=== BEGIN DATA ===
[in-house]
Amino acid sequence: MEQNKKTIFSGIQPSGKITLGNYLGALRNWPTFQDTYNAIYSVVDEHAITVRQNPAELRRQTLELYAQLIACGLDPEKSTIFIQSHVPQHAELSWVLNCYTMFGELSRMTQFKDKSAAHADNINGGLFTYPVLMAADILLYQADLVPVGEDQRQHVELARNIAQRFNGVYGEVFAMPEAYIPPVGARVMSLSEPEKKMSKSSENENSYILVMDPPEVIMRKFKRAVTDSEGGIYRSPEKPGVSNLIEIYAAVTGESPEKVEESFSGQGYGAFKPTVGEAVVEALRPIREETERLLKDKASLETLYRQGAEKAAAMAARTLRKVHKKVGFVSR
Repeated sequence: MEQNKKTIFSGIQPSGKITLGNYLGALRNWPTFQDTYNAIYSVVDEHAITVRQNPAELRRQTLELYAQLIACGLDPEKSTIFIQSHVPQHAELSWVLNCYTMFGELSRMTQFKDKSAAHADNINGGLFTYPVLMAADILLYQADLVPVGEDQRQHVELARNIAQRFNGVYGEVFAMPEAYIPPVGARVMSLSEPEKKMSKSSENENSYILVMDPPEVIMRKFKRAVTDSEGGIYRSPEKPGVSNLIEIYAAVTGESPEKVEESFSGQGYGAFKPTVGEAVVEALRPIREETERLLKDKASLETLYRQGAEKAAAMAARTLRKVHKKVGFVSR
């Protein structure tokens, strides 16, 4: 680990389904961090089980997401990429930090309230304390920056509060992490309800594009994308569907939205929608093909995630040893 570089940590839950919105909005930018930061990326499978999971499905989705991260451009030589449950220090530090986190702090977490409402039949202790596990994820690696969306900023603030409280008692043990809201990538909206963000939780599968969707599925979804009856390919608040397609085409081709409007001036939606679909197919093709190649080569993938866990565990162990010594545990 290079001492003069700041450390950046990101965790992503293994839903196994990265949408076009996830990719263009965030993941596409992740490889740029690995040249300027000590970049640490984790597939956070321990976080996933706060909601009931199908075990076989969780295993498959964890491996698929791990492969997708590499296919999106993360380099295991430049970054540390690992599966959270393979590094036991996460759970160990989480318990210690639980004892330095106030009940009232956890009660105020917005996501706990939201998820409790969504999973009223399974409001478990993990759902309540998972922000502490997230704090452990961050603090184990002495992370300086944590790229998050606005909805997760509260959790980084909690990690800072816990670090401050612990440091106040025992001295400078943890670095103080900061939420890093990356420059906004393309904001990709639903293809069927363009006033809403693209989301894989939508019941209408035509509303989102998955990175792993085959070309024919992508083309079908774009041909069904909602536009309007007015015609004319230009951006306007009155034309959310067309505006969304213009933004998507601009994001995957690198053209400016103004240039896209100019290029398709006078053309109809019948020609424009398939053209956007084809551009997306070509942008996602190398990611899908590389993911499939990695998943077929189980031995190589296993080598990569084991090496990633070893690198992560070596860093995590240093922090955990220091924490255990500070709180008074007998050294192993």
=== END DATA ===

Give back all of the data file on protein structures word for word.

[in-house]
Amino acid sequence: MEQNKKTIFSGIQPSGKITLGNYLGALRNWPTFQDTYNAIYSVVDEHAITVRQNPAELRRQTLELYAQLIACGLDPEKSTIFIQSHVPQHAELSWVLNCYTMFGELSRMTQFKDKSAAHADNINGGLFTYPVLMAADILLYQADLVPVGEDQRQHVELARNIAQRFNGVYGEVFAMPEAYIPPVGARVMSLSEPEKKMSKSSENENSYILVMDPPEVIMRKFKRAVTDSEGGIYRSPEKPGVSNLIEIYAAVTGESPEKVEESFSGQGYGAFKPTVGEAVVEALRPIREETERLLKDKASLETLYRQGAEKAAAMAARTLRKVHKKVGFVSR
Repeated sequence: MEQNKKTIFSGIQPSGKITLGNYLGALRNWPTFQDTYNAIYSVVDEHAITVRQNPAELRRQTLELYAQLIACGLDPEKSTIFIQSHVPQHAELSWVLNCYTMFGELSRMTQFKDKSAAHADNINGGLFTYPVLMAADILLYQADLVPVGEDQRQHVELARNIAQRFNGVYGEVFAMPEAYIPPVGARVMSLSEPEKKMSKSSENENSYILVMDPPEVIMRKFKRAVTDSEGGIYRSPEKPGVSNLIEIYAAVTGESPEKVEESFSGQGYGAFKPTVGEAVVEALRPIREETERLLKDKASLETLYRQGAEKAAAMAARTLRKVHKKVGFVSR
């Protein structure tokens, strides 16, 4: 680990389904961090089980997401990429930090309230304390920056509060992490309800594009994308569907939205929608093909995630040893 570089940590839950919105909005930018930061990326499978999971499905989705991260451009030589449950220090530090986190702090977490409402039949202790596990994820690696969306900023603030409280008692043990809201990538909206963000939780599968969707599925979804009856390919608040397609085409081709409007001036939606679909197919093709190649080569993938866990565990162990010594545990 290079001492003069700041450390950046990101965790992503293994839903196994990265949408076009996830990719263009965030993941596409992740490889740029690995040249300027000590970049640490984790597939956070321990976080996933706060909601009931199908075990076989969780295993498959964890491996698929791990492969997708590499296919999106993360380099295991430049970054540390690992599966959270393979590094036991996460759970160990989480318990210690639980004892330095106030009940009232956890009660105020917005996501706990939201998820409790969504999973009223399974409001478990993990759902309540998972922000502490997230704090452990961050603090184990002495992370300086944590790229998050606005909805997760509260959790980084909690990690800072816990670090401050612990440091106040025992001295400078943890670095103080900061939420890093990356420059906004393309904001990709639903293809069927363009006033809403693209989301894989939508019941209408035509509303989102998955990175792993085959070309024919992508083309079908774009041909069904909602536009309007007015015609004319230009951006306007009155034309959310067309505006969304213009933004998507601009994001995957690198053209400016103004240039896209100019290029398709006078053309109809019948020609424009398939053209956007084809551009997306070509942008996602190398990611899908590389993911499939990695998943077929189980031995190589296993080598990569084991090496990633070893690198992560070596860093995590240093922090955990220091924490255990500070709180008074007998050294192993």